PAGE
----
Bees, birds and butter: New study shows biodiversity critical for shea crop in Africa

Image of woman processing shea nuts.

(EurekAlert/Trinity College Dublin) Shea trees, an important agroforestry crop in West Africa, benefit from bees moving pollen between their flowers to produce fruit. A new study found that in sites with low tree and shrub diversity, fruit production was severely limited by a lack of pollination. In higher-diversity sites, more honey bees were observed, and other bees visited flowers in greater numbers, boosting pollination services.

Buried under colonial concrete, Botany Bay has even been robbed of its botany

Image of Xanthorrhoea plants.

(The Conversation) The HMS Endeavour’s week-long stay on the shores of Kamay in 1770 yielded so many botanical specimens unknown to western science, Captain James Cook called the area Botany Bay. Today, however, the site better reflects 20th-century European exploitation of the Australian landscape than it does early or pre-British Botany Bay. Yet not all is lost. “We studied pollen released from flowering plants and conifers, which can accumulate and preserve in sediment layers through time. Looking at this preserved pollen lets us develop a timeline of vegetation change over hundreds to thousands of years.”

Mowing urban lawns less intensely increases biodiversity, saves money and reduces pests

Image of lawns.

(British Ecological Society) The issue with regular lawn mowing is that it favors grasses, which grow from that base of the plant, and low growing species like dandelion and clover. Other species that have their growing tips or flowering stems regularly removed by mowing can’t compete. Allowing plant diversity in urban lawns to increase has the knock-on effect of increasing the diversity of other organisms such as pollinators and herbivores. Pest species, on the other hand, benefitted from more intense lawn mowing.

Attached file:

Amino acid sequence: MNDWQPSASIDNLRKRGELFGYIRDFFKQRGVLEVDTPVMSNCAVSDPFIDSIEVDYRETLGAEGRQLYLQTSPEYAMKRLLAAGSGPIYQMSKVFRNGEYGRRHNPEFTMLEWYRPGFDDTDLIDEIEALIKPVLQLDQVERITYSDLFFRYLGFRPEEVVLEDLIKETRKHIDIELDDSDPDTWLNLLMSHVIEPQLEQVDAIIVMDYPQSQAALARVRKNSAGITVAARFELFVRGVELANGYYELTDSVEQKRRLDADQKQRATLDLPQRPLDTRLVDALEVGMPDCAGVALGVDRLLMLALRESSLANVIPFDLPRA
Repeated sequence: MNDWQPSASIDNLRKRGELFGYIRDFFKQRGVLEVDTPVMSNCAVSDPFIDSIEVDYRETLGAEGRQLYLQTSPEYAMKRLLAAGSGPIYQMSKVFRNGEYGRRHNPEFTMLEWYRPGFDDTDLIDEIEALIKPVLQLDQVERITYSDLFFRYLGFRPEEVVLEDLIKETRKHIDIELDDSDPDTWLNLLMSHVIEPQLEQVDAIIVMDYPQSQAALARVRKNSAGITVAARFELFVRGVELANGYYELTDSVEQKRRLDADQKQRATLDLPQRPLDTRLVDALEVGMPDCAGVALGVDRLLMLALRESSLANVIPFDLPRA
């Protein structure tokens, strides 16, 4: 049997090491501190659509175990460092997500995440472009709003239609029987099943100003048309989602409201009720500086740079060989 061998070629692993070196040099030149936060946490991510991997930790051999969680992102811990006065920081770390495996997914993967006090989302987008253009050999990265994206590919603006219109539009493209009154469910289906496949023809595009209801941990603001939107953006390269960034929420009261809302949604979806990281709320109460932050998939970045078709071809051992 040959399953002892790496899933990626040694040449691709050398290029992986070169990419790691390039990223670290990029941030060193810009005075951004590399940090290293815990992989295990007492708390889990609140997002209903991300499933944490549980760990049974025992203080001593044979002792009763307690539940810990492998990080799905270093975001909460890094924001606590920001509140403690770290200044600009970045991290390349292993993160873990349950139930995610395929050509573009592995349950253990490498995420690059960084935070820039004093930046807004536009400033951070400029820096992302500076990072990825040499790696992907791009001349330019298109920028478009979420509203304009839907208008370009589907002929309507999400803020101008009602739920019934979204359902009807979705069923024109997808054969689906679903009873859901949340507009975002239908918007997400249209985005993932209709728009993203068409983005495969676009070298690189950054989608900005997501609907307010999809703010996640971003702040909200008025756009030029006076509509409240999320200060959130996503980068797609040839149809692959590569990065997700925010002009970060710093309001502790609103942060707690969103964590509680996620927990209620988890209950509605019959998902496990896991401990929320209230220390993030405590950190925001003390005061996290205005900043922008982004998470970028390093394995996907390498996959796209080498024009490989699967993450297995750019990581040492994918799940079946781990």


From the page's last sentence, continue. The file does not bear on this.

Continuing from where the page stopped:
Pervasive human-driven decline of life on Earth points to the need for transformative change

Chart showing different categories of nature's contributions assessed.

(Science) Although previous large-scale environmental assessments have documented how human actions have been driving biodiversity loss and ecosystem deterioration, a recent global assessment provides an interdisciplinary and comprehensive synthesis of the evidence. It paints the clearest picture yet of how, despite humanity’s profound dependence on nature, we are altering it at a truly planetary scale, with impacts that are distributed very unequally around the world and among sectors of society. Pollination and seed dispersal is one of the 18 categories that were assessed – and it showed a consistent downward trend over the past 50 years.

Urban growth causes more biodiversity loss outside of cities

Image of heavy machinery doing demolition work.

(iDiv) By 2030, more than 2 billion additional people are expected to be living in cities, a pace of urban growth that is the equivalent to building a city the size of New York City every six weeks. While the direct effects of urban expansion on biodiversity has been studied extensively, the indirect effect have not. For example, researchers estimate that just the area required to feed the world’s cities is 36 times greater than the urban area of cities themselves. “In other words, the food urban dwellers eat turns out to be more important for global biodiversity than the direct environmental impact of the urban areas.”

Bee efficiency boosts diversified farming

Image of honey bee on pink flowers.

(Washington State University) The more diverse a farm’s plant population, the more beneficial it is for bee pollinators, and the more efficiently those pollinators work. “People want a silver bullet crop that they can plant that will bring in more pollinators, but that idea just wasn’t supported by our data. Having a variety, especially if they’re rare in a region, is the best way to increase pollinators… That means farmers can increase bee visits to their farm without adding more bees.”